Sylvia Mendiola, Plaintiff-appellant, v. Raymond P. Hart, J. J. Mata, C. H. Mata, and L. H. C.operating Co., Inc., Defendants-appellees, 561 F.2d 1207 (5th Cir. 1977)Annotate this Case
J. G. Hornberger, J. G. Hornberger, Jr., Laredo, Tex., for plaintiff-appellant.
Thomas H. Sharp, Jr., J. Michael Myers, San Antonio, Tex., for Dr. Raymond Hart.
Asa V. Bland, Jr., McAllen, Tex., for Mata & Mata.
C. M. Zaffirini, Laredo, Tex., for L.H.C. Operating Co.
Appeal from the United States District Court for the Southern District of Texas.
Before COLEMAN, GODBOLD and TJOFLAT, Circuit Judges.
Appellant Mendiola, a citizen of the Republic of Mexico, brought this diversity action1 against three physicians, all residents of Texas, and a hospital, incorporated under the laws of Texas, for malpractice. She simultaneously filed suit in the Texas state court against a fourth doctor, Roberto Gomez Lugo, a Mexican citizen, on the same cause of action.2
Two of the defendants (Dr. Hart and L.H.C. Operating Co., Inc., the hospital) moved for dismissal for failure of appellant to join Dr. Lugo. They alleged that Dr. Lugo was an indispensable party because he had participated in the surgical procedure which had given rise to the malpractice claim and because the doctrine of res ipsa loquitur had been invoked to support the claim.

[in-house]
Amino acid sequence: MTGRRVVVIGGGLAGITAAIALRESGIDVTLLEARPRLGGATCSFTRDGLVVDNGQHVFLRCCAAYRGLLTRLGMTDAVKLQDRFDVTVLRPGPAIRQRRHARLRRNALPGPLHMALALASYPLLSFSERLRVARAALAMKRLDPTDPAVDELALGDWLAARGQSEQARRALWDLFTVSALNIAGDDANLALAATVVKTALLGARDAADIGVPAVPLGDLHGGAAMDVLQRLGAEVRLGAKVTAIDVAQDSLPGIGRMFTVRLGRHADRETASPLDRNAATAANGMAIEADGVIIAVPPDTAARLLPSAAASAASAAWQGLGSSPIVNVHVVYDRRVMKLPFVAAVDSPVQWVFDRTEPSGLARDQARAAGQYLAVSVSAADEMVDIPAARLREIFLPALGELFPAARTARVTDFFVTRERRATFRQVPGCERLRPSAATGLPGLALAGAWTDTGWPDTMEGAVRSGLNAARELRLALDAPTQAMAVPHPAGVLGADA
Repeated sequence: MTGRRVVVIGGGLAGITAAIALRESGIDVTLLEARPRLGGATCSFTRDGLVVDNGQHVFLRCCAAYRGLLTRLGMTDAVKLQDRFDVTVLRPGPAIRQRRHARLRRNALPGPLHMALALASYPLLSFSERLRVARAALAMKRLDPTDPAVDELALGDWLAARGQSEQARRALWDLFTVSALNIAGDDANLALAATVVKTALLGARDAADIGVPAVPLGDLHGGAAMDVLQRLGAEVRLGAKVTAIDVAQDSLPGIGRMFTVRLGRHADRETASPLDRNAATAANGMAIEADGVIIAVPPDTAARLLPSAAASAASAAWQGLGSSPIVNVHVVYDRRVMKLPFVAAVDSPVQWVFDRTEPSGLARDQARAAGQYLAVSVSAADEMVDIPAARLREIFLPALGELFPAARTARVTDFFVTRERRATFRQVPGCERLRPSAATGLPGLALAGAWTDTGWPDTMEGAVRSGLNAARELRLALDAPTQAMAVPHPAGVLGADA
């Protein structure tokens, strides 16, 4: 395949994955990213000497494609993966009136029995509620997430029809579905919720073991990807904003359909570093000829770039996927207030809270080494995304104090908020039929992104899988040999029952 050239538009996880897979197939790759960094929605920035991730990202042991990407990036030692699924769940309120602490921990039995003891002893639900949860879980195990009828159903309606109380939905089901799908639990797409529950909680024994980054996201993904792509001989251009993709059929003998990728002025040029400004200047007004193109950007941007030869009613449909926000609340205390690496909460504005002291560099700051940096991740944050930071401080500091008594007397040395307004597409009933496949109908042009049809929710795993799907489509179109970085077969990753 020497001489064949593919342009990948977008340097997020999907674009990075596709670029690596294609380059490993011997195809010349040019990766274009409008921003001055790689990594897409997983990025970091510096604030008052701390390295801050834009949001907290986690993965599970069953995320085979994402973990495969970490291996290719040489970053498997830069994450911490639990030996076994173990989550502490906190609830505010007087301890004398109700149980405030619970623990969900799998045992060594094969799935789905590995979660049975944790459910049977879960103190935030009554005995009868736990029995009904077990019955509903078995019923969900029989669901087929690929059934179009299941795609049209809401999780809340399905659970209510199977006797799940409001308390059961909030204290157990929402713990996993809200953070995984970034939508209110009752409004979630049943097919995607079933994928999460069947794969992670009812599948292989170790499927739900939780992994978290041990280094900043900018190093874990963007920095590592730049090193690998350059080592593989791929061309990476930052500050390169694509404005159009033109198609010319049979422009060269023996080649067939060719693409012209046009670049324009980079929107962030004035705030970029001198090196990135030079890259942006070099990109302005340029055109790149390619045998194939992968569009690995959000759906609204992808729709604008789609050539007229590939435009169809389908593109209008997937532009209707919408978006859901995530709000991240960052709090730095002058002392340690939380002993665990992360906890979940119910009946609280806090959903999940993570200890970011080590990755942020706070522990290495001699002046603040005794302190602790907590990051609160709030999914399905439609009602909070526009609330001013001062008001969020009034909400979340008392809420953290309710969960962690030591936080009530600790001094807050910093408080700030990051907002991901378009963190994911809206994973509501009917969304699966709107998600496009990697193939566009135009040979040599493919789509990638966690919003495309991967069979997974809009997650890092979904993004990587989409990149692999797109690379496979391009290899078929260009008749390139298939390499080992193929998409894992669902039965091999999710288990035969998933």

Without reaching this issue, the district court dismissed the action, without prejudice, because of the pendency of the state court proceedings against Dr. Lugo. The court reasoned that appellant had an adequate remedy in state court since all the remaining potential defendants (appellees here) could be joined in the pending state action.
The appellees cite no case, and our research discloses none, that authorizes a district court to dismiss a diversity action solely on the ground that the claim could be litigated in the context of a pending state court action. This is not even a situation where actions involving the same parties and issues are simultaneously pending in state and federal courts; in which event, the district court would have discretion to stay, but not to dismiss, the proceedings before it to await the outcome of potentially dispositive state litigation. PPG Industries, Inc. v. Continental Oil Co., 478 F.2d 674 (5th Cir. 1973).
The district court lacked discretion to dismiss this action, and we therefore reverse and remand with directions to reinstate the proceedings below.
REVERSED AND REMANDED, WITH DIRECTIONS.
Rule 18, 5 Cir.; see Isbell Enterprises, Inc. v. Citizens Casualty of New York et al., 5 Cir., 1970, 431 F.2d 409, Part I
28 U.S.C. § 1332 (1970)
Appellant originally filed a suit in the federal district court below naming all four doctors and the hospital as defendants. The district court dismissed that action because there was no diversity of citizenship between appellant and Dr. Lugo, the Mexican citizen